We now know that animals experience pain in much the same way as people. We use our extensive knowledge of pain medication and pain relief strategies to prevent and manage pain in pets. Often, we use these techniques to ease pain caused by chronic disease, such as arthritis.
Ask us about our pain management options and plans, which we will tailor to your pet’s medical condition and individual needs.
A variety of medications can be used to help pets who are in pain. A commonly used group of medications is Non-Steroidal Anti-Inflammatory Drugs (also known as NSAIDs). As the name states, they can be used to control inflammation, but can also help with pain, and to reduce fevers. With their many benefits, NSAIDs are used to help improve your pet’s comfort and quality of life. As with any medication, there are possible side effects. We recommend running bloodwork on your pet to ensure that their bodies are able to tolerate the medication, specifically focusing on their kidney and liver values.
If travel, thunder, or fireworks upset your pet, he or she may benefit from tranquilization or sedation. While sedated, the animal will stay awake or sleep lightly but can be roused when stimulated. To minimize any potential risk associated with tranquilization or sedation, we need to assess each animal individually before we dispense these medications.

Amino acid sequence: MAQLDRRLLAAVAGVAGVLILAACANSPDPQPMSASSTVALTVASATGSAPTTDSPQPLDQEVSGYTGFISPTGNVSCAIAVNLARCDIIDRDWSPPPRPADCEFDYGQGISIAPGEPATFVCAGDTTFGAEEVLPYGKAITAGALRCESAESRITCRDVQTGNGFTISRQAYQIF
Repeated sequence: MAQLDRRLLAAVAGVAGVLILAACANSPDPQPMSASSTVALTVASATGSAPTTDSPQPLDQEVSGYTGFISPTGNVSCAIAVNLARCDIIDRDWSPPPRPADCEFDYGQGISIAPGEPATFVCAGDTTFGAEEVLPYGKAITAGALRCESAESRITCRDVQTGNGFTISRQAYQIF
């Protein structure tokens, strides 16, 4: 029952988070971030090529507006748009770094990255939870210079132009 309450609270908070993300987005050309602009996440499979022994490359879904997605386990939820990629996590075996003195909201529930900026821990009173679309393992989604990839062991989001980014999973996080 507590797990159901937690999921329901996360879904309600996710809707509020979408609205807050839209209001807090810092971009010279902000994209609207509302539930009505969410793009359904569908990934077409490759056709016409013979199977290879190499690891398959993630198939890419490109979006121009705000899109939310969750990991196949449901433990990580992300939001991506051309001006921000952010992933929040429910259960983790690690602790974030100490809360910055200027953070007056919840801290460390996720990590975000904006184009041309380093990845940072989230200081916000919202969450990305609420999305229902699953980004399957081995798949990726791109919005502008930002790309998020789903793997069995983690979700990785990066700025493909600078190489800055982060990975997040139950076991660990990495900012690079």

For some procedures, your pet will be administered general anesthesia so that they will be rendered unconscious and not feel pain. Many pet owners worry about their pets being administered general anesthesia. We can assure you that modern anesthesia is generally quite safe. To further lower risk, we perform a physical examination and run blood work ahead of time to catch any underlying health issues. In addition, we follow a specific anesthetic protocol, including monitoring vital signs during the procedure, to ensure the safety of our patients.
We begin most general anesthetic procedures by administering a sedative to help the pet relax and decrease any anxiety and pain. We then administer an intravenous drug to provide complete anesthesia and place a breathing tube into the patient’s trachea (windpipe). To maintain the state of unconsciousness, we deliver a gas anesthetic in combination with oxygen through the breathing tube.
If your pet is having a minor surgical or diagnostic procedure performed, we sometimes use a local anesthetic to help control pain. For example, when we perform a biopsy, we will use a local anesthetic. Local anesthetics cause a loss of sensation in the area where the procedure is being performed. In some cases, we may use a sedative and/or anxiolytic (anti-anxiety medication) in combination with the local anesthetic to keep pets calm during a procedure.